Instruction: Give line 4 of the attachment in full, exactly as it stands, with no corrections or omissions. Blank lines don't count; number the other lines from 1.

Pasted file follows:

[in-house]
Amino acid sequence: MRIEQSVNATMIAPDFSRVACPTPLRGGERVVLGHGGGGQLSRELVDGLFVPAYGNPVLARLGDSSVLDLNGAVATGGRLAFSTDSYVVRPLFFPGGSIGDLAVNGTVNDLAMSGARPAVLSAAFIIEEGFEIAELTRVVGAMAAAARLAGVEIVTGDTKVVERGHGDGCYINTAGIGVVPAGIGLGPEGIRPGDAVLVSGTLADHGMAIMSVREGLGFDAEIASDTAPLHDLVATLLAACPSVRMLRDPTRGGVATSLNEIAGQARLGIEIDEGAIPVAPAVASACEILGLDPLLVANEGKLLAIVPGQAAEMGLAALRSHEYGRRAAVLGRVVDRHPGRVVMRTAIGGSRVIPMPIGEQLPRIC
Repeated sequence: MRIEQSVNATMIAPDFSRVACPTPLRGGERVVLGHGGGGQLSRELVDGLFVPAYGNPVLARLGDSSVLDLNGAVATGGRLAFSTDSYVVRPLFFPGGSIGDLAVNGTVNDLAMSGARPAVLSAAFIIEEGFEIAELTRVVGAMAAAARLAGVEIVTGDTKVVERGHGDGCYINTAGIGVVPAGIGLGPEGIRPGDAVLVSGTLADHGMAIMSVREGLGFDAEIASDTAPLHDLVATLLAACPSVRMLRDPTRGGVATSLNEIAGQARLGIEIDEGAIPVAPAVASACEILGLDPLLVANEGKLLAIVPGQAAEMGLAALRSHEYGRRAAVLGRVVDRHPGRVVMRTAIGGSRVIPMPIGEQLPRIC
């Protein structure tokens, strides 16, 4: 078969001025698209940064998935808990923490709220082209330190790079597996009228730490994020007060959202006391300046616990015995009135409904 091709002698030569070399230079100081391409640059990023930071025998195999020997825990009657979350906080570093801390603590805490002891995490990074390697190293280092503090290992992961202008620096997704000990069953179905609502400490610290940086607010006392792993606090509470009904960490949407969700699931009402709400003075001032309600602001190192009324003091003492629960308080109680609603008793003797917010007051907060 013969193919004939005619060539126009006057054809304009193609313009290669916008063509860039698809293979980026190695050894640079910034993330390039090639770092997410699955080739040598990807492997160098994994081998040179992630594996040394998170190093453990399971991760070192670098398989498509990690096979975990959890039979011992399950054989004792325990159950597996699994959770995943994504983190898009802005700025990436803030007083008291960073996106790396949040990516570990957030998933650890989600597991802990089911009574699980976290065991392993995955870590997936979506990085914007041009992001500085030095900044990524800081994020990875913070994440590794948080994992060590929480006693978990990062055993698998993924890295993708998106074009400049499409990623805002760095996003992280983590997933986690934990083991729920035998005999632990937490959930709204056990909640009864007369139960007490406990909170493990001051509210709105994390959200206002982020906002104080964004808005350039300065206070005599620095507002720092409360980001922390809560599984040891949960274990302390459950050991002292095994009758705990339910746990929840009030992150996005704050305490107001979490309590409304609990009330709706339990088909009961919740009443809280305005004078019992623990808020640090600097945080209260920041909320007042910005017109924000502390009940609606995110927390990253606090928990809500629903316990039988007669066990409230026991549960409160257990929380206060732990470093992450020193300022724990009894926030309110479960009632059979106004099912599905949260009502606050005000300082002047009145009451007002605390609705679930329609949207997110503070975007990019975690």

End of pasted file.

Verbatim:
């Protein structure tokens, strides 16, 4: 078969001025698209940064998935808990923490709220082209330190790079597996009228730490994020007060959202006391300046616990015995009135409904 091709002698030569070399230079100081391409640059990023930071025998195999020997825990009657979350906080570093801390603590805490002891995490990074390697190293280092503090290992992961202008620096997704000990069953179905609502400490610290940086607010006392792993606090509470009904960490949407969700699931009402709400003075001032309600602001190192009324003091003492629960308080109680609603008793003797917010007051907060 013969193919004939005619060539126009006057054809304009193609313009290669916008063509860039698809293979980026190695050894640079910034993330390039090639770092997410699955080739040598990807492997160098994994081998040179992630594996040394998170190093453990399971991760070192670098398989498509990690096979975990959890039979011992399950054989004792325990159950597996699994959770995943994504983190898009802005700025990436803030007083008291960073996106790396949040990516570990957030998933650890989600597991802990089911009574699980976290065991392993995955870590997936979506990085914007041009992001500085030095900044990524800081994020990875913070994440590794948080994992060590929480006693978990990062055993698998993924890295993708998106074009400049499409990623805002760095996003992280983590997933986690934990083991729920035998005999632990937490959930709204056990909640009864007369139960007490406990909170493990001051509210709105994390959200206002982020906002104080964004808005350039300065206070005599620095507002720092409360980001922390809560599984040891949960274990302390459950050991002292095994009758705990339910746990929840009030992150996005704050305490107001979490309590409304609990009330709706339990088909009961919740009443809280305005004078019992623990808020640090600097945080209260920041909320007042910005017109924000502390009940609606995110927390990253606090928990809500629903316990039988007669066990409230026991549960409160257990929380206060732990470093992450020193300022724990009894926030309110479960009632059979106004099912599905949260009502606050005000300082002047009145009451007002605390609705679930329609949207997110503070975007990019975690």